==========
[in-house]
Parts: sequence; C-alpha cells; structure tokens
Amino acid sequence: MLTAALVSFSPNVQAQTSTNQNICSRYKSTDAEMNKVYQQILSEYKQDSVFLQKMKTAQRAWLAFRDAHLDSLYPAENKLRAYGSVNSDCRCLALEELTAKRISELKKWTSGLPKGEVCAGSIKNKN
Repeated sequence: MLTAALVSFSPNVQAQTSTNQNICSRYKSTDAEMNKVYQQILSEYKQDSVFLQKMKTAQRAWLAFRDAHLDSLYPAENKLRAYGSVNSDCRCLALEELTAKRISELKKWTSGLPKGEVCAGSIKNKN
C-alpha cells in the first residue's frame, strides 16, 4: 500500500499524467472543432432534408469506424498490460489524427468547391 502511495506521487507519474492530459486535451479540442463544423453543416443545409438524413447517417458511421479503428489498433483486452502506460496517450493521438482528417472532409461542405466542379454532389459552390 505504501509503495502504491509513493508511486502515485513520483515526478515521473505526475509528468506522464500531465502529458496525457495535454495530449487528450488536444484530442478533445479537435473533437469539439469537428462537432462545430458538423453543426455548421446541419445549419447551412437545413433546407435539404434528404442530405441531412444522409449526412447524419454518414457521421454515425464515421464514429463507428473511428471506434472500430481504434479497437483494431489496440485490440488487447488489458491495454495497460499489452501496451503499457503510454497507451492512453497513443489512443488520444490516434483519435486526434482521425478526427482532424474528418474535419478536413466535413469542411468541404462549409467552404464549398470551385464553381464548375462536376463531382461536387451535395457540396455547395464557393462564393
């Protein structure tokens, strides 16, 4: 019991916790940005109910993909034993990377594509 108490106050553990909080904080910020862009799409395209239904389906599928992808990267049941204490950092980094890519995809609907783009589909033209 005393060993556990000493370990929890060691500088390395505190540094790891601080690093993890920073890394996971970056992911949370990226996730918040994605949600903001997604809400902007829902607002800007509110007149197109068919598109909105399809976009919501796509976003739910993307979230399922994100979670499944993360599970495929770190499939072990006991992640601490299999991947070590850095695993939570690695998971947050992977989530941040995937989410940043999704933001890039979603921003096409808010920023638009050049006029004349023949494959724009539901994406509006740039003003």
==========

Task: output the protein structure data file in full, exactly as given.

[in-house]
Parts: sequence; C-alpha cells; structure tokens
Amino acid sequence: MLTAALVSFSPNVQAQTSTNQNICSRYKSTDAEMNKVYQQILSEYKQDSVFLQKMKTAQRAWLAFRDAHLDSLYPAENKLRAYGSVNSDCRCLALEELTAKRISELKKWTSGLPKGEVCAGSIKNKN
Repeated sequence: MLTAALVSFSPNVQAQTSTNQNICSRYKSTDAEMNKVYQQILSEYKQDSVFLQKMKTAQRAWLAFRDAHLDSLYPAENKLRAYGSVNSDCRCLALEELTAKRISELKKWTSGLPKGEVCAGSIKNKN
C-alpha cells in the first residue's frame, strides 16, 4: 500500500499524467472543432432534408469506424498490460489524427468547391 502511495506521487507519474492530459486535451479540442463544423453543416443545409438524413447517417458511421479503428489498433483486452502506460496517450493521438482528417472532409461542405466542379454532389459552390 505504501509503495502504491509513493508511486502515485513520483515526478515521473505526475509528468506522464500531465502529458496525457495535454495530449487528450488536444484530442478533445479537435473533437469539439469537428462537432462545430458538423453543426455548421446541419445549419447551412437545413433546407435539404434528404442530405441531412444522409449526412447524419454518414457521421454515425464515421464514429463507428473511428471506434472500430481504434479497437483494431489496440485490440488487447488489458491495454495497460499489452501496451503499457503510454497507451492512453497513443489512443488520444490516434483519435486526434482521425478526427482532424474528418474535419478536413466535413469542411468541404462549409467552404464549398470551385464553381464548375462536376463531382461536387451535395457540396455547395464557393462564393
């Protein structure tokens, strides 16, 4: 019991916790940005109910993909034993990377594509 108490106050553990909080904080910020862009799409395209239904389906599928992808990267049941204490950092980094890519995809609907783009589909033209 005393060993556990000493370990929890060691500088390395505190540094790891601080690093993890920073890394996971970056992911949370990226996730918040994605949600903001997604809400902007829902607002800007509110007149197109068919598109909105399809976009919501796509976003739910993307979230399922994100979670499944993360599970495929770190499939072990006991992640601490299999991947070590850095695993939570690695998971947050992977989530941040995937989410940043999704933001890039979603921003096409808010920023638009050049006029004349023949494959724009539901994406509006740039003003």